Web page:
The manner in which he was questioned does not appear to have been abusive nor so prolonged as to warrant the conclusion that his first confession was coerced.*fn3 It should be emphasized that Rogers was not an indicted defendant but a suspect who was being questioned in the course of investigating an unsolved crime, a distinction often recognized by the Supreme Court.*fn4 Moreover, Rogers was no novice in respect to contact with the police. His brother was a police officer. At the time of the questioning Rogers was under arrest on a charge of robbery and had previously been under arrest on three other occasions. He was 46 years of age and the state trial court found him "highly intelligent," although his formal education was only through the eighth grade. A man of his age, intelligence and experience is not likely to be frightened into confessing to murder by questioning in the manner here employed.*fn5

Rogers claimed at the trial that he confessed because he did not want his wife brought in for questioning when she was practically crippled with arthritis. Assuming she was crippled, although no proof of it was offered at the trial, there is no evidence that Capt. Eagan was aware of her condition. The only objection made to him when he threatened to bring the wife in for questioning was that she didn't know anything about the murder. She was a legitimate subject of police inquiry.*fn6 In the absence of evidence that the police knew of Mrs. Rogers' arthritic condition and sought to take advantage of it to pressure Rogers into a confession, his decision to shield his wife from questioning does not, in our opinion, render his confession involuntary within the meaning of the due process clause of the Fourteenth Amendment.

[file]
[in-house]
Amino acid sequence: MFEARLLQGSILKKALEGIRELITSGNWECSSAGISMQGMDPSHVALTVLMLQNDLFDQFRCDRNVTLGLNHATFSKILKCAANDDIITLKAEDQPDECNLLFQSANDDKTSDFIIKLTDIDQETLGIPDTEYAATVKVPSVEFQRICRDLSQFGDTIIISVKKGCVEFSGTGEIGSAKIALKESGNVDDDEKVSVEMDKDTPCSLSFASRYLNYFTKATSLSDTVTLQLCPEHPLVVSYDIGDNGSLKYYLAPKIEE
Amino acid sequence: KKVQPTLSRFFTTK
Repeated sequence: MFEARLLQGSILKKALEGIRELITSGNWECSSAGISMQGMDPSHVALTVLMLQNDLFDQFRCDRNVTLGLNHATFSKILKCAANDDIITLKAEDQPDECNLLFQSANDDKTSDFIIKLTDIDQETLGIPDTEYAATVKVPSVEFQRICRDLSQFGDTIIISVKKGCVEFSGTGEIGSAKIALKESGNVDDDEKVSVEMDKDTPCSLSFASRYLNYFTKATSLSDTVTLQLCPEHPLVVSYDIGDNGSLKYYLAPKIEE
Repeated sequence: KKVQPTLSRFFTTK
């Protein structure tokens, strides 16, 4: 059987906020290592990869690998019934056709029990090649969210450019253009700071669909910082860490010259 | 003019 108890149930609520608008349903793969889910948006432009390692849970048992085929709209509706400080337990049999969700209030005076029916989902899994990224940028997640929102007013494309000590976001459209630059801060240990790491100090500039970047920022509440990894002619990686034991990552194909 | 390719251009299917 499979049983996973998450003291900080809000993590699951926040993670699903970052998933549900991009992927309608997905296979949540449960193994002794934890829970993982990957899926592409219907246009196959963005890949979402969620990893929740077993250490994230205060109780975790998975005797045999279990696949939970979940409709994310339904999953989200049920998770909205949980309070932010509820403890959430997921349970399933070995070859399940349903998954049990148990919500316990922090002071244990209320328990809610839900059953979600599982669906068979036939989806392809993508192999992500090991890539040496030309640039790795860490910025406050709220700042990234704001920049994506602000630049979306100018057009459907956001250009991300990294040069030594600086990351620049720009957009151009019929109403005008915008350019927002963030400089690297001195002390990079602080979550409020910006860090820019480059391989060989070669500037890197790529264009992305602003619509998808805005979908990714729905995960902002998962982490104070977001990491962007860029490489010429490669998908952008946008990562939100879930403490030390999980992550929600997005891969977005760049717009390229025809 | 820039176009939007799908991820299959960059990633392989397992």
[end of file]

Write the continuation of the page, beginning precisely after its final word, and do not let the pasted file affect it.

We have concluded that the police questioning of Rogers did not render his first confession involuntary. We also hold that Rogers' second confession was not a product of coercion.This second confession was made to the coroner some 16 or 17 hours after the police questioning that led to the first confession had ceased and after the coroner had informed Rogers of his right to remain silent and of his right to counsel.

The court expresses gratitude to assigned counsel for their very competent services in representing the appellant.

For the reasons above stated the judgment discharging the writ is affirmed.

Appendix

Below are set forth pages 314-320 of Appellant's Appendix A.

Sixth

Hearing on Admissibility of Exhibit VV

The State through Assistant Chief of Police Raymond Eagan sought to offer in evidence the statement made by the accused on the night of January 30, 1954, whereupon the Court in the absence of the Jury ...